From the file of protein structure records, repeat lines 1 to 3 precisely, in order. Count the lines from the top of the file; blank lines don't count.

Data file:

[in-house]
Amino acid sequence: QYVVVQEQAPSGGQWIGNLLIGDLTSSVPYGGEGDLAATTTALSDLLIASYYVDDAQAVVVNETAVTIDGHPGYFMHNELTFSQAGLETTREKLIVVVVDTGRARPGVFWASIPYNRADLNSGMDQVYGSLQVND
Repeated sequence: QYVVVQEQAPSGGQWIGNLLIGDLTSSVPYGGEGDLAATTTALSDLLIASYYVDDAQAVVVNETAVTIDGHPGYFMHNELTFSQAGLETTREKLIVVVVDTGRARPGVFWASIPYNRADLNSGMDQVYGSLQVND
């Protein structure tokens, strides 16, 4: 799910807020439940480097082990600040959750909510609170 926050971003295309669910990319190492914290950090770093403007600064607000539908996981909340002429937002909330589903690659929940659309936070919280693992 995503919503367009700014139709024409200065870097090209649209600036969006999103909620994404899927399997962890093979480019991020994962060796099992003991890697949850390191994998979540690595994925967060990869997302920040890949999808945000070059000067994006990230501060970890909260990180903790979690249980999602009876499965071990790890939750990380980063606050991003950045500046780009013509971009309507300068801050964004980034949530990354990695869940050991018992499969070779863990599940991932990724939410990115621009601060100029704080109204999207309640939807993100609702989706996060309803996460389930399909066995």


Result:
[in-house]
Amino acid sequence: QYVVVQEQAPSGGQWIGNLLIGDLTSSVPYGGEGDLAATTTALSDLLIASYYVDDAQAVVVNETAVTIDGHPGYFMHNELTFSQAGLETTREKLIVVVVDTGRARPGVFWASIPYNRADLNSGMDQVYGSLQVND
Repeated sequence: QYVVVQEQAPSGGQWIGNLLIGDLTSSVPYGGEGDLAATTTALSDLLIASYYVDDAQAVVVNETAVTIDGHPGYFMHNELTFSQAGLETTREKLIVVVVDTGRARPGVFWASIPYNRADLNSGMDQVYGSLQVND